A widespread, rather scruffy Cladonia, found in a wide range of acid to neutral habitats, on soil, humus decaying vegetation and wood. Easily confused with other species but a combination of characters picks it out. These include small yellowish indented brittle basal squamules, short podetia with a cracked, and peeling cortex, often with extensive decorticate areas developing, and blunt or irregular obscure cups on apices with clusters of ± contiguous apothecia, which become notably swollen pellucid-turgid when wet.
Podetia 1–3.5 cm tall, green-brown, very variable, with pointed subulate apices or irregular lopsided poorly developed narrow cups, not or sparingly branched towards the apices; surface variously squamulose, in part granular-scabrid or at times partially or almost entirely decorticate, rarely with a few scattered granular soredia. Basal squamules small, often yellowish green-grey when wet, elongate and indented, sometimes densely tufted, fragile (easily broken by rubbing with a finger when dry), the lower surface white, rarely with soralia. Sometimes the thallus may be reduced to a compacted, densely minutely squamulose crust with no, or very few, podetia. Apothecia frequent, brown, somewhat elevated, often turgid when wet and forming convex clusters at the apices of podetia. Thallus C–, K–, KC–, Pd+ red, UV– (fumarprotocetraric acid).
Related to Cladonia foliacea and C. phyllophora. Very variable and polymorphic, and can easily resemble other species, but has a characteristic scruffy look produced by the combination of small yellowish indented brittle basal squamules, short podetia with a cracked, and peeling cortex often with extensive decorticate areas developing and blunt or irregular obscure cups on apices with clusters of ± contiguous apothecia, which become notably swollen pellucid-turgid when wet.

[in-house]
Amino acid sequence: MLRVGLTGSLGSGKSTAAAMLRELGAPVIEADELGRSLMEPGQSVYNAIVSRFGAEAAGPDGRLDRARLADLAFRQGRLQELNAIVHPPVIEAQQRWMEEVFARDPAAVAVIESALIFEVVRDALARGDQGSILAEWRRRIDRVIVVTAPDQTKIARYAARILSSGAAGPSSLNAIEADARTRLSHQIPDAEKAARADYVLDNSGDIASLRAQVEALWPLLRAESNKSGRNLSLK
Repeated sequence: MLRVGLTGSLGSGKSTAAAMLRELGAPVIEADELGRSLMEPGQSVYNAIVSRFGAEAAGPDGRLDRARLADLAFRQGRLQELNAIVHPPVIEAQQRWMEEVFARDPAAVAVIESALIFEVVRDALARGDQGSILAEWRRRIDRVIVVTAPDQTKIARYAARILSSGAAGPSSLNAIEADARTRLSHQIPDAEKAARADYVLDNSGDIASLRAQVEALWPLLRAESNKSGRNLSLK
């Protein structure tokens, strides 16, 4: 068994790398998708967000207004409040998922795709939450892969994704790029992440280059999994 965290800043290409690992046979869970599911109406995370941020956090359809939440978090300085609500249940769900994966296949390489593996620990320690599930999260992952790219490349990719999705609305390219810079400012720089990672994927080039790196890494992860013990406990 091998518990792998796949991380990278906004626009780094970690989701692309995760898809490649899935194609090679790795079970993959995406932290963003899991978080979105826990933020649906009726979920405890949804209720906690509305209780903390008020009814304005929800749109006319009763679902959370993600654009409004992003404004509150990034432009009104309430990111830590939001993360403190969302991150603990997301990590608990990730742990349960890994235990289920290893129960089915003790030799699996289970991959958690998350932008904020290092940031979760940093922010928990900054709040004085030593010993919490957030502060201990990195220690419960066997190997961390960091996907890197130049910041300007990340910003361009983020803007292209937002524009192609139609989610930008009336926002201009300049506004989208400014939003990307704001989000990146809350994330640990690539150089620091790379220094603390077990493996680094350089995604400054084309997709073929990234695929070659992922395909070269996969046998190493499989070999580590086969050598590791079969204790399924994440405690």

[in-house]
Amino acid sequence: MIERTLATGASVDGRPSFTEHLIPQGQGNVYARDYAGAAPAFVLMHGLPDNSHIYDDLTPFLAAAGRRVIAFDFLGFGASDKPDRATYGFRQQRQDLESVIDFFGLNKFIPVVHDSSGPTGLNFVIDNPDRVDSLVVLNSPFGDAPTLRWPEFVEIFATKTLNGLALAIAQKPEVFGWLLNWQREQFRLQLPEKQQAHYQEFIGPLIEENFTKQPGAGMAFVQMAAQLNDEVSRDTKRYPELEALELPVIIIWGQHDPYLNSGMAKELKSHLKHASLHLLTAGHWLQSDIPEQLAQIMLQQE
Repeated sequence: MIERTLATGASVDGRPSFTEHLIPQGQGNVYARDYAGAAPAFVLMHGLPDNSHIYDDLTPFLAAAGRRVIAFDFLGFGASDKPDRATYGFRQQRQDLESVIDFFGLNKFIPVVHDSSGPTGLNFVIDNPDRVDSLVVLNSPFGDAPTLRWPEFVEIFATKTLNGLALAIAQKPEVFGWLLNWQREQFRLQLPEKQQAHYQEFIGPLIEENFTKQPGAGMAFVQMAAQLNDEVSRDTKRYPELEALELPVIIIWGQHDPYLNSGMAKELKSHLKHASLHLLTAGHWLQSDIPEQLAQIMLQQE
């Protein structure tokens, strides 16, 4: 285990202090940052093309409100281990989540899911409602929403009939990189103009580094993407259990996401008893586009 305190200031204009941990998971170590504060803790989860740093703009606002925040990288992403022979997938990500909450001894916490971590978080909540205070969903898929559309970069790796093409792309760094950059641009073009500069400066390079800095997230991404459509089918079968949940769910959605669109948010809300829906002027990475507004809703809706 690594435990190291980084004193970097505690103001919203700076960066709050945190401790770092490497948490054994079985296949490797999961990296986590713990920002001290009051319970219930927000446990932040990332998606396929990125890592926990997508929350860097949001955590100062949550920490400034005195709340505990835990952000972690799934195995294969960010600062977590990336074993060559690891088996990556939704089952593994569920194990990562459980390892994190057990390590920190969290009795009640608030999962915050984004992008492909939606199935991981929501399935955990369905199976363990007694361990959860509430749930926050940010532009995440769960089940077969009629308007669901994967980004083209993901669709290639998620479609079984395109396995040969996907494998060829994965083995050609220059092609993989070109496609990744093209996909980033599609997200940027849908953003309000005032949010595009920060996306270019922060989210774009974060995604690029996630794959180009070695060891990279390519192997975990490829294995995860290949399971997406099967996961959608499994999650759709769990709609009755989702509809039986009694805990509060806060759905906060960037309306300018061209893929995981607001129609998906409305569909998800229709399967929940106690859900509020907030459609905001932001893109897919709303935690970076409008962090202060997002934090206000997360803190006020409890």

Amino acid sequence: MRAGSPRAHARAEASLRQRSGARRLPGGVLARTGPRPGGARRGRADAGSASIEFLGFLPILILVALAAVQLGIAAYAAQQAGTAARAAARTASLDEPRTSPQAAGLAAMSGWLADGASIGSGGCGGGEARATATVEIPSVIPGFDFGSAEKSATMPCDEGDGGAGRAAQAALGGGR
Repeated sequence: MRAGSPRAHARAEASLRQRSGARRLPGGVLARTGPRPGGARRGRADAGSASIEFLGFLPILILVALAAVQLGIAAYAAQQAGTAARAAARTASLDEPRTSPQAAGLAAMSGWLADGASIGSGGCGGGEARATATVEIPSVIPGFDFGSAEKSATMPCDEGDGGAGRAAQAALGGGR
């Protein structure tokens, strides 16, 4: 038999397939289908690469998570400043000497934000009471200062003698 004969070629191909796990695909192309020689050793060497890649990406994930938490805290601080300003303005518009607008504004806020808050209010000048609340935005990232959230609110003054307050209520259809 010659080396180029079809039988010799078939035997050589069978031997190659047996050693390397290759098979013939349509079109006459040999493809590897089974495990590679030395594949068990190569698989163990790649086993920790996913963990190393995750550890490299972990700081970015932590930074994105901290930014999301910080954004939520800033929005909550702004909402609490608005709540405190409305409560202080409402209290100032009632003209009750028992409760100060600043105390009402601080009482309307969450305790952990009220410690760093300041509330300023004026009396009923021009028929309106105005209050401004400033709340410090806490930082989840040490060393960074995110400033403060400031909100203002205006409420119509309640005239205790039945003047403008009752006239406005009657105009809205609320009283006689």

Small forms with poorly developed cups and large apothecia (possibly the morph pseudopityrea?) can strongly resemble Cladonia peziziformis but these lack the large rounded basal squamules characteristic of Cladonia peziziformis and show the cracked and decorticate podetia of Cladonia ramulosa as they mature.
On inland and coastal sandy heathlands, moorlands and post industrial sites on rotting tree stumps, fence posts, earth banks, wall tops, thatch and decaying vegetation, most frequent in lowland and coastal sites
Throughout Britain and Ireland.
Pino-Bodas, R., Sanderson, N., Cannon, P., Aptroot, A., Coppins, B., Orange, A. & Simkin, J. (2021). Lecanorales: Cladoniaceae, including the genera Cladonia, Pilophorus and Pycnothelia. Revisions of British and Irish Lichens 19: 1-45. Link
Text by Neil A Sanderson based on Pino-Bodas et al (2021)